Saturday, September 15, 2012

Mr. Britten and his War Requiem

Benjamin Britten
Unattributed photo
Some of my adoring public know that I've been exiled by a work assignment to Dallas, and I am now in the Dallas Symphony Orchestra Chorus (music director Josh Habermann). That noble orchestra, under the direction of Jaap van Zweden,  will present the amazing and complex War Requiem of Benjamin Britten in November.

2012 is the 50th anniversary of the premiere of the work in 1962.  Keeping with one tradition in casting, the DSO has a Russian soprano, a German bass, and a British tenor as soloists: Olga Guryakova, Dietrich Henschel, Ian Bostridge.  Peter Pears was unavailable, I hear.

As dear Wikipedia (see link above) notes:

The War Requiem, first performed on 30 May 1962, was commissioned to mark the consecration of the new Coventry Cathedral, which was built after the original fourteenth-century structure was destroyed in a World War II bombing raid on the night of 14 November 1940. The reconsecration was an occasion for an arts festival, for which Michael Tippett also wrote his opera King Priam, which premiered in Coventry the night before the War Requiem
As a pacifist, Britten was inspired by the commission, which gave him complete freedom to choose the type of music to compose. He conceived of setting the traditional Latin Mass for the Dead interwoven with nine poems about war by the English poet Wilfred Owen. Owen, who was born in 1893, was serving as the commander of a rifle company when he was killed in action on 4 November 1918 during the crossing of the Sambre-Oise Canal in France, just one week before the Armistice. Although he was virtually unknown at the time of his death, he has subsequently come to be revered as one of the great war poets.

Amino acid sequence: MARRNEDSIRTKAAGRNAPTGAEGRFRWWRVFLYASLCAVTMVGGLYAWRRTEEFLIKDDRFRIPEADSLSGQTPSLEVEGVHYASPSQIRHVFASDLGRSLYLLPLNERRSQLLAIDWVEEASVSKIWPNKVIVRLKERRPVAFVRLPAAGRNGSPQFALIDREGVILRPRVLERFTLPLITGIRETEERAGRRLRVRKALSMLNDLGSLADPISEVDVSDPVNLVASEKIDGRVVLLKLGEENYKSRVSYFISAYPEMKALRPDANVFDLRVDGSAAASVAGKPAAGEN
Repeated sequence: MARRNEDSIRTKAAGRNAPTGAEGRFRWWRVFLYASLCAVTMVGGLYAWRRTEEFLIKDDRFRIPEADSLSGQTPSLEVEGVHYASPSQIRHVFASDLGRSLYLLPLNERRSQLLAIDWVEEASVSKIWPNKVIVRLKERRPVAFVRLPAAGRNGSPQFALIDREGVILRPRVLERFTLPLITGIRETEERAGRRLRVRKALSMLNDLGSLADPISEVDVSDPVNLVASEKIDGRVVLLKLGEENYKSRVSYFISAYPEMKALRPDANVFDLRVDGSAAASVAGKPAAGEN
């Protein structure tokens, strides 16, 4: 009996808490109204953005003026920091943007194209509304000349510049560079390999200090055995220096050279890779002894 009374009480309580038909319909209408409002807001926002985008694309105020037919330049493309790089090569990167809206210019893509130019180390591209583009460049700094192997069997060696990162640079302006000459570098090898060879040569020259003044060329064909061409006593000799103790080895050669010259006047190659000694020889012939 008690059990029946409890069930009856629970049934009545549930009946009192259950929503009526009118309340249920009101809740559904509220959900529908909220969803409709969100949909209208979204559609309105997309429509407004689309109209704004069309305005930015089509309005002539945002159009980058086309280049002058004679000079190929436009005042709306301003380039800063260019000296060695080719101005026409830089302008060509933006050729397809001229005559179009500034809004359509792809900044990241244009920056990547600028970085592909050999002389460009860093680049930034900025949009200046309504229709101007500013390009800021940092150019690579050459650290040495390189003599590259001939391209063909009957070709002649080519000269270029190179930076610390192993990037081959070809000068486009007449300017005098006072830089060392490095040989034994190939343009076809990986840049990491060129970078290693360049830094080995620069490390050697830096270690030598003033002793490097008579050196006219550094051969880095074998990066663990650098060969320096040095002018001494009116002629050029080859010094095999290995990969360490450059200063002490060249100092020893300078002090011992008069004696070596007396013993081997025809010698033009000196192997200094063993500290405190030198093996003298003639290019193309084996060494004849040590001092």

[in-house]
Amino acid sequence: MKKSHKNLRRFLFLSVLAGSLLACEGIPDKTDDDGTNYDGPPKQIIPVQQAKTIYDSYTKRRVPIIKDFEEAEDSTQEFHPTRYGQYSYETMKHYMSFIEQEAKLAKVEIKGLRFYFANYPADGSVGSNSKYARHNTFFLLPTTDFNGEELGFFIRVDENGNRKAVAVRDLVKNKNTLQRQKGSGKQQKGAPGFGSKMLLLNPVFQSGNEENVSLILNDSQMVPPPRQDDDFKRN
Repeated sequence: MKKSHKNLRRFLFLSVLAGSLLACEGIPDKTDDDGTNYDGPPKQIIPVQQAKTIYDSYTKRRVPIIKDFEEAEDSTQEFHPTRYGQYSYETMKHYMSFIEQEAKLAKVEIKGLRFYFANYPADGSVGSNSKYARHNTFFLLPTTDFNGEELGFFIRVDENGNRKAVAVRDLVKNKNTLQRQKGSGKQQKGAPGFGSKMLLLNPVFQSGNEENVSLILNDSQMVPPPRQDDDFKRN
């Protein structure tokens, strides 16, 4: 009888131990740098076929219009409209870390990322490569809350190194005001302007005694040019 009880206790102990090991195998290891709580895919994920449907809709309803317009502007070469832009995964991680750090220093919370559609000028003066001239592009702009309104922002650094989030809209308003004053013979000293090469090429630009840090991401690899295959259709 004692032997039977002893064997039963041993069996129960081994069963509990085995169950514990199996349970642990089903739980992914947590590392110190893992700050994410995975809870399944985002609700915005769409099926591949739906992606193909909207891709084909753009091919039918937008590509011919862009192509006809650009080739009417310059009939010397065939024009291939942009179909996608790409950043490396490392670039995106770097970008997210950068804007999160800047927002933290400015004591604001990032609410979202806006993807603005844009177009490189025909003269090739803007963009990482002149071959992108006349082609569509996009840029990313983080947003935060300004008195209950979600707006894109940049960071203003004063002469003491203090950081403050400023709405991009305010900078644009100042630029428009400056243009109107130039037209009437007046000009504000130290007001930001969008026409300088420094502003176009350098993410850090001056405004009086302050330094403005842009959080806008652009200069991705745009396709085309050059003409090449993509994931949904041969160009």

Here is an excerpt,  at Gloucerster Cathedral, with the original cast, as it were (Galina Vishnevskaya, Dietrich Fischer-Dieskau, Peter Pears):

Here is a track from the original recording, with video added:
I could post clips of multiple performances of the whole work, but I will spare you.  If you are unfamiliar with the War Requiem, I encourage you to procure a recording of the entire work, and to attend a live performance, if you can find one.  If it sounds harsh on first listening, listen again.  It is considered by some to be the most profund work of the 20th century.  I can't say that I disagree.

1 comment:

Rob said...

The War Requiem is wonderful, dramatic work. You didn't mention how hellishly difficult some of the choral writing is: Britten at his 12-tone best.

Thanks for sharing and have a great performance!